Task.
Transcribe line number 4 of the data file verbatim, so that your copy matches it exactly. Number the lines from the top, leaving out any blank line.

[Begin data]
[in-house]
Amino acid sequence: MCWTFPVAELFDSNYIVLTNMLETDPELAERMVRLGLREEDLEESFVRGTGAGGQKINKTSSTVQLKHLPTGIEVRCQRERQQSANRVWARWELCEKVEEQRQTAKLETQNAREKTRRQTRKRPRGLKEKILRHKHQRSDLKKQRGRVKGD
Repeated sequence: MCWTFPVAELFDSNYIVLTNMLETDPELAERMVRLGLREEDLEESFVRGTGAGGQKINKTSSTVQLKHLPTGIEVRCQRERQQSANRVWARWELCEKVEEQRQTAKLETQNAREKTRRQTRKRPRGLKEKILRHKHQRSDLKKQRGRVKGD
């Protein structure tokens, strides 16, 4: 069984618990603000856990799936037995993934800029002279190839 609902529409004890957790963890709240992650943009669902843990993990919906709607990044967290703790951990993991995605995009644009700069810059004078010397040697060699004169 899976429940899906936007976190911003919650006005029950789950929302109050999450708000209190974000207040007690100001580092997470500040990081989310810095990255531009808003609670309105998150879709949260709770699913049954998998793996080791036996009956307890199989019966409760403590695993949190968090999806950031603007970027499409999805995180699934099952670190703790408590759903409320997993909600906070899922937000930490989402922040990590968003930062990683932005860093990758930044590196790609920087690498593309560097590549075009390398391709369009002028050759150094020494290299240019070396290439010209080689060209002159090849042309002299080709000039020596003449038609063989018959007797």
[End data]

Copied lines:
């Protein structure tokens, strides 16, 4: 069984618990603000856990799936037995993934800029002279190839 609902529409004890957790963890709240992650943009669902843990993990919906709607990044967290703790951990993991995605995009644009700069810059004078010397040697060699004169 899976429940899906936007976190911003919650006005029950789950929302109050999450708000209190974000207040007690100001580092997470500040990081989310810095990255531009808003609670309105998150879709949260709770699913049954998998793996080791036996009956307890199989019966409760403590695993949190968090999806950031603007970027499409999805995180699934099952670190703790408590759903409320997993909600906070899922937000930490989402922040990590968003930062990683932005860093990758930044590196790609920087690498593309560097590549075009390398391709369009002028050759150094020494290299240019070396290439010209080689060209002159090849042309002299080709000039020596003449038609063989018959007797």